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Bank of America CEO: Consumers Show Spending ‘Resilience’

woman spending with credit card

Bank of America’s CEO says consumer spending is still healthy despite steep interest rates.

Spending has risen between 3% and 4% this month compared to a year ago, Brian Moynihan said in an interview with Bloomberg News Monday (May 13).

He added that uptick is indicative of a slower-growth, lower-inflation landscape, but still a bright spot for the American economy, as people keep spending more.

“It shows you the resilience of the American consumer,” Moynihan said during a summit on French business in Versailles. “There’s a thousand things that could go wrong tomorrow, but right now everything is in pretty good shape.”

His comments came the same day that the Federal Reserve Bank of New York’s Center for Microeconomic Data released its April Survey of Consumer Expectations, which showed that Americans expect to see spending growth of 5.2% in the year ahead, accelerating slightly from 5% in March.

“But there are some mixed signals here,” PYMNTS wrote. “The data showed that the consumers who say they will be ‘much better off’ financially one year from now dipped from 5.4% in March to 4.4% in April, the folks who think that things will be “about the same” was about a percentage point higher.”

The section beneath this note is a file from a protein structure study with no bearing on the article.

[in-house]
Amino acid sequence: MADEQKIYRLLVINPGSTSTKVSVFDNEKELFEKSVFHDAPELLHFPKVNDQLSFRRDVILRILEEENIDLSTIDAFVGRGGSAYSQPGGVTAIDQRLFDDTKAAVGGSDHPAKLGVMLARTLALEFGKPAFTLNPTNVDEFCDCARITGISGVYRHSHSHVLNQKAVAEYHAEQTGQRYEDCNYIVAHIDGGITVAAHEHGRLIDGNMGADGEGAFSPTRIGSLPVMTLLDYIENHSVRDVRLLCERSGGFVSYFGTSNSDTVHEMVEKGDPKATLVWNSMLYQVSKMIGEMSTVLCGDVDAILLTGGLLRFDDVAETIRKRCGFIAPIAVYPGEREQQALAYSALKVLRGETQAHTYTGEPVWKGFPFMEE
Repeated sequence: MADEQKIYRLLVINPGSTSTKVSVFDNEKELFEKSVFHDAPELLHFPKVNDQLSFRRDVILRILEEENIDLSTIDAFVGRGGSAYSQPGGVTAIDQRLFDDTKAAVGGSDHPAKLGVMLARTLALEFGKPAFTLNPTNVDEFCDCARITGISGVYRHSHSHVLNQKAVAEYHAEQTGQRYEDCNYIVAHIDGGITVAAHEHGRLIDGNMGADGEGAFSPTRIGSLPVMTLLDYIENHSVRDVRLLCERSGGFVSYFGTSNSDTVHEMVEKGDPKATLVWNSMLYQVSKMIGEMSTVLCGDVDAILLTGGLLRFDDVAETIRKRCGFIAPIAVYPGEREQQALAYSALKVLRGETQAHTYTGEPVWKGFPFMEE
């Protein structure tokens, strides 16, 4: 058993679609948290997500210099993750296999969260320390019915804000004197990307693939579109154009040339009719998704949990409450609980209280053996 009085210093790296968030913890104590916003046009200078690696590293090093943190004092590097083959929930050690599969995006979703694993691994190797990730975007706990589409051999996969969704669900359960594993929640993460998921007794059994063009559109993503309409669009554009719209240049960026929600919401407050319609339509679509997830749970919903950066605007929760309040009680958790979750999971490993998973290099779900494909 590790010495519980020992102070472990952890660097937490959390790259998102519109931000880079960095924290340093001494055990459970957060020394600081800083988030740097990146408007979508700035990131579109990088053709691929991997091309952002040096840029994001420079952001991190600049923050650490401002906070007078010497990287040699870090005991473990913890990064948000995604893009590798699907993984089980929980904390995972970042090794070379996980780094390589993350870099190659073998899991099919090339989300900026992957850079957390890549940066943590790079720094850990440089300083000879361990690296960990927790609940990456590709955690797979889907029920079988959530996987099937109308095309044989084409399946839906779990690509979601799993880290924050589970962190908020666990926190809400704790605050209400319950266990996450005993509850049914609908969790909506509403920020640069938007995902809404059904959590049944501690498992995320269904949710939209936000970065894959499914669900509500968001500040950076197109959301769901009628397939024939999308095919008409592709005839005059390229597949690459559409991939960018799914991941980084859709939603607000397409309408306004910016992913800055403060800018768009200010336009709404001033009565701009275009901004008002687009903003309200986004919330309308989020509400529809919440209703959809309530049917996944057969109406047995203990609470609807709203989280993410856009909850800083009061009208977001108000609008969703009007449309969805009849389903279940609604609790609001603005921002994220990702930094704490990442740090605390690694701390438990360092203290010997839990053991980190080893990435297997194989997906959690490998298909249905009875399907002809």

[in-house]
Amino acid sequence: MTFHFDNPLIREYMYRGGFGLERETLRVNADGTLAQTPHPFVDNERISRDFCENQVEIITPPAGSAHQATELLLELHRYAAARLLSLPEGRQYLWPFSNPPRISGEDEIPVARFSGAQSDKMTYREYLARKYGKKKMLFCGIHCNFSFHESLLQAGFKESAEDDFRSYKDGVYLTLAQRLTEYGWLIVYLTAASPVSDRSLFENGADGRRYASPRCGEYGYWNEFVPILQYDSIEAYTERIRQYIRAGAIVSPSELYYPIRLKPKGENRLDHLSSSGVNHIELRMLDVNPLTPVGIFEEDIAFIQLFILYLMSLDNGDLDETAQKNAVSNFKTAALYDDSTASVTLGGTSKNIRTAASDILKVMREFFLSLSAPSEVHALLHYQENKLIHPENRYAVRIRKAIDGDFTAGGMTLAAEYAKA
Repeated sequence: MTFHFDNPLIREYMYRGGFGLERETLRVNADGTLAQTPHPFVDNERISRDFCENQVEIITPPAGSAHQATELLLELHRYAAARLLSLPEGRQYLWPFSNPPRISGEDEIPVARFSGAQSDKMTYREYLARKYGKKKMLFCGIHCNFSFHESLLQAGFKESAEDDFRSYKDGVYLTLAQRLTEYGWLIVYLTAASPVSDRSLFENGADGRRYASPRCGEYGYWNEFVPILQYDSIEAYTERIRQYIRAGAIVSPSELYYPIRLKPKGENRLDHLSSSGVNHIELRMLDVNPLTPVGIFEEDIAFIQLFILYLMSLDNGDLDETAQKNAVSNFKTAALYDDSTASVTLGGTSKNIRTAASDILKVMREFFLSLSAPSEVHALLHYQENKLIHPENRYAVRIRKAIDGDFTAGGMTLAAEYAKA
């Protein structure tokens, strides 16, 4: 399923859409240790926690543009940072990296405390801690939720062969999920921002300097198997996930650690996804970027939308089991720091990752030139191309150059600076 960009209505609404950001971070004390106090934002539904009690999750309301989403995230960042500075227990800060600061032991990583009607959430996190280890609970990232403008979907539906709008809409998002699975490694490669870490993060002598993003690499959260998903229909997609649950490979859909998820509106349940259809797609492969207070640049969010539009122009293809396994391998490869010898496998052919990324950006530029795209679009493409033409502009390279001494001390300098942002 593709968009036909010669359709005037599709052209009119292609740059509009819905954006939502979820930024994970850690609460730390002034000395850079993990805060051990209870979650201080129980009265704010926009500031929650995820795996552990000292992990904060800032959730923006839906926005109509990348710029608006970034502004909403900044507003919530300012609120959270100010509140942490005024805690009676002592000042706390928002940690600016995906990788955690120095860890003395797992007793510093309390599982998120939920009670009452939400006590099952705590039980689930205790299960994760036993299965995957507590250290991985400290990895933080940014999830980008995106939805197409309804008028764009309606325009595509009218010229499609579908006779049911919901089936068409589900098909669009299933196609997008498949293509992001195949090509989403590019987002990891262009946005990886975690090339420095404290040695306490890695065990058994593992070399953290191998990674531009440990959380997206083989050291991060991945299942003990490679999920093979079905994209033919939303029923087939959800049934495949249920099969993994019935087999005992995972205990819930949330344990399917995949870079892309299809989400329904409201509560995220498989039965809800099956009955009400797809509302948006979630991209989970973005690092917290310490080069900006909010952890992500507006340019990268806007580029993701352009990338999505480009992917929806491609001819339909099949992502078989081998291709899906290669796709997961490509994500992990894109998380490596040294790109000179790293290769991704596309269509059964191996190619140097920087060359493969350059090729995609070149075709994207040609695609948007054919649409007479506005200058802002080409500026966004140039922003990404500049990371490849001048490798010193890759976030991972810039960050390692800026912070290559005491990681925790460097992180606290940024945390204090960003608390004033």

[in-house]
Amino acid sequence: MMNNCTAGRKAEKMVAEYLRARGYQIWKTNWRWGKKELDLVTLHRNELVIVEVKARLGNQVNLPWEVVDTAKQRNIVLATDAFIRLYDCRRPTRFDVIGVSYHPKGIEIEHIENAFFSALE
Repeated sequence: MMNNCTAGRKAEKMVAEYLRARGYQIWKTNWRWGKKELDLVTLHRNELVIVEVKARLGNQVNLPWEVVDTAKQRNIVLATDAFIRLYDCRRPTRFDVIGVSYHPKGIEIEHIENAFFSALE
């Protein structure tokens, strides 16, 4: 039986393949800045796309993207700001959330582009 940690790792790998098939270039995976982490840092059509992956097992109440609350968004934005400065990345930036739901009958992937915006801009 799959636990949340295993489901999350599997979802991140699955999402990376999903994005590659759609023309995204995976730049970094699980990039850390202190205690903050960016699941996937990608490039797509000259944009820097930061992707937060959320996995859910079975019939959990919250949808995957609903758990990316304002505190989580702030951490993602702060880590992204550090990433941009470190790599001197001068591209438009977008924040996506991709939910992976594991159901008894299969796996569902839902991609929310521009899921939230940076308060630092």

However, the share of consumers who believe they will be “much worse off” climbed to 5.5% from 2.8% in March.

PYMNTS Intelligence’s own research into inflation expectations at the start of the year noted that a substantial number of consumers were adjusting their spending, with more than 56% of them expecting higher retail prices through 2024.

In terms of actual spending, as noted in a separate piece here Monday, PYMNTS Intelligence found that of more than 1,700 consumers who bought non-retail items in the last 12 months, the average purchase as of the latest quarter was $85.40, compared from $88 in the middle of the pandemic in late 2021. The numbers are more or less the same for groceries, at about $93 in the latest reading, and just about $92 during the pandemic.

This week will see new inflation data from the government, but as PYMNTS’ Karen Webster wrote last year, those numbers matter less to consumers than the ones right in front of them.

“The average American’s view of inflation and the inflation rate is shaped by their costs — what’s left in their checking account after they buy the basics, pay the mortgage or the rent and their monthly bills — not the government’s monthly inflation report card for what’s true on average,” she argued.